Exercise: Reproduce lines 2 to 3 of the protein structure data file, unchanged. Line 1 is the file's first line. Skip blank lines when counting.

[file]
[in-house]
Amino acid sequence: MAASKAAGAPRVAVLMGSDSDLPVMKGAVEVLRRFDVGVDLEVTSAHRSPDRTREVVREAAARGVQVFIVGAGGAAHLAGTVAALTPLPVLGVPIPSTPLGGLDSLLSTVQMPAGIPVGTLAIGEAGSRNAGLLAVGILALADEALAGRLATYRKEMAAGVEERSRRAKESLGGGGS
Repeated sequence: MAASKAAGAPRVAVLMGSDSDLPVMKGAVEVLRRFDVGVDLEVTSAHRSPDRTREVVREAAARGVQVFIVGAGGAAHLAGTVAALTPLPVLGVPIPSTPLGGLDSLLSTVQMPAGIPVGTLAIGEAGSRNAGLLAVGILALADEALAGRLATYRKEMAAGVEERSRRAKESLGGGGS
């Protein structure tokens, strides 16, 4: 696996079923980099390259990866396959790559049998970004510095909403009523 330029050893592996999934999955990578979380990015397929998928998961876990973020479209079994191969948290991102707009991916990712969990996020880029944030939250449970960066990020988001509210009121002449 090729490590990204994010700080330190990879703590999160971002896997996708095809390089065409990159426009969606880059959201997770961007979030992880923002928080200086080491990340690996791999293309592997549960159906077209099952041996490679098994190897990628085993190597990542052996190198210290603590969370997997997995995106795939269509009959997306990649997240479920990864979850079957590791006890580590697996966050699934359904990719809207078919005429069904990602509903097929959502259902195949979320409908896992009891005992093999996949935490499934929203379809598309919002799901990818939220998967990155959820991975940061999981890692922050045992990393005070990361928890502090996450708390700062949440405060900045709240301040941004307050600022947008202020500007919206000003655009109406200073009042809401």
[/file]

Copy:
Amino acid sequence: MAASKAAGAPRVAVLMGSDSDLPVMKGAVEVLRRFDVGVDLEVTSAHRSPDRTREVVREAAARGVQVFIVGAGGAAHLAGTVAALTPLPVLGVPIPSTPLGGLDSLLSTVQMPAGIPVGTLAIGEAGSRNAGLLAVGILALADEALAGRLATYRKEMAAGVEERSRRAKESLGGGGS
Repeated sequence: MAASKAAGAPRVAVLMGSDSDLPVMKGAVEVLRRFDVGVDLEVTSAHRSPDRTREVVREAAARGVQVFIVGAGGAAHLAGTVAALTPLPVLGVPIPSTPLGGLDSLLSTVQMPAGIPVGTLAIGEAGSRNAGLLAVGILALADEALAGRLATYRKEMAAGVEERSRRAKESLGGGGS